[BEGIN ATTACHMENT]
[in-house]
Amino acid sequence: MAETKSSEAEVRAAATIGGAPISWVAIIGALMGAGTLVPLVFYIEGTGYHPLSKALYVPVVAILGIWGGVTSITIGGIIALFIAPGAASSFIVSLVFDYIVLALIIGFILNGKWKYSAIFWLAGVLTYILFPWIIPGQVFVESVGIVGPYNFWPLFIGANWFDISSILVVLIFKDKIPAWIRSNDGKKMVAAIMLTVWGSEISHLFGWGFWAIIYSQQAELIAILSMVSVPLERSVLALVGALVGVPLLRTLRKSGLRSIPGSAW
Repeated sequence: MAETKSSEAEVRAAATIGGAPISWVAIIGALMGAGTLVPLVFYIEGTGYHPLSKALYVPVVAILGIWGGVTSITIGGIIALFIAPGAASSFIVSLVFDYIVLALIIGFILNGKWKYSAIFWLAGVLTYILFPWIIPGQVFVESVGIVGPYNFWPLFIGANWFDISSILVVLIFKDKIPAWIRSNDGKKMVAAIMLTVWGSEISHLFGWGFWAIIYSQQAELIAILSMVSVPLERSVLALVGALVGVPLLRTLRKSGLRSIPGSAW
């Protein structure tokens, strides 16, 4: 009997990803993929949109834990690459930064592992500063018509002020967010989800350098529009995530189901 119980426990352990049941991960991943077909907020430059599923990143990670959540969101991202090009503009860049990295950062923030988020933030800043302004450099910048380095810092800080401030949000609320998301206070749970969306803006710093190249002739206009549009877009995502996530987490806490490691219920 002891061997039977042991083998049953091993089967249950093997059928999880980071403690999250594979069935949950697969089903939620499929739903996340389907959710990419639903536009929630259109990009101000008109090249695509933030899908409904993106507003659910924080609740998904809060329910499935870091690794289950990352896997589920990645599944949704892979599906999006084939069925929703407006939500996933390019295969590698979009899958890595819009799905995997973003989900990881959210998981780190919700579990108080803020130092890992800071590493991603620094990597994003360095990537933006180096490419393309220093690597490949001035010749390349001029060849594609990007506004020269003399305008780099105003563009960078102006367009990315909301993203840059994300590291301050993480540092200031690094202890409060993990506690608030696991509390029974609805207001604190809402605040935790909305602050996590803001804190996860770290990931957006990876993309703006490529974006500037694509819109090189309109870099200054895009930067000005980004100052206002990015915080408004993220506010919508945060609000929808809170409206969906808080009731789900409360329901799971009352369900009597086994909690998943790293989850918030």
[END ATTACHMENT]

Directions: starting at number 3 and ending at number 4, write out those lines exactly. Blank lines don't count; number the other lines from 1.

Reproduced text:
Repeated sequence: MAETKSSEAEVRAAATIGGAPISWVAIIGALMGAGTLVPLVFYIEGTGYHPLSKALYVPVVAILGIWGGVTSITIGGIIALFIAPGAASSFIVSLVFDYIVLALIIGFILNGKWKYSAIFWLAGVLTYILFPWIIPGQVFVESVGIVGPYNFWPLFIGANWFDISSILVVLIFKDKIPAWIRSNDGKKMVAAIMLTVWGSEISHLFGWGFWAIIYSQQAELIAILSMVSVPLERSVLALVGALVGVPLLRTLRKSGLRSIPGSAW
């Protein structure tokens, strides 16, 4: 009997990803993929949109834990690459930064592992500063018509002020967010989800350098529009995530189901 119980426990352990049941991960991943077909907020430059599923990143990670959540969101991202090009503009860049990295950062923030988020933030800043302004450099910048380095810092800080401030949000609320998301206070749970969306803006710093190249002739206009549009877009995502996530987490806490490691219920 002891061997039977042991083998049953091993089967249950093997059928999880980071403690999250594979069935949950697969089903939620499929739903996340389907959710990419639903536009929630259109990009101000008109090249695509933030899908409904993106507003659910924080609740998904809060329910499935870091690794289950990352896997589920990645599944949704892979599906999006084939069925929703407006939500996933390019295969590698979009899958890595819009799905995997973003989900990881959210998981780190919700579990108080803020130092890992800071590493991603620094990597994003360095990537933006180096490419393309220093690597490949001035010749390349001029060849594609990007506004020269003399305008780099105003563009960078102006367009990315909301993203840059994300590291301050993480540092200031690094202890409060993990506690608030696991509390029974609805207001604190809402605040935790909305602050996590803001804190996860770290990931957006990876993309703006490529974006500037694509819109090189309109870099200054895009930067000005980004100052206002990015915080408004993220506010919508945060609000929808809170409206969906808080009731789900409360329901799971009352369900009597086994909690998943790293989850918030």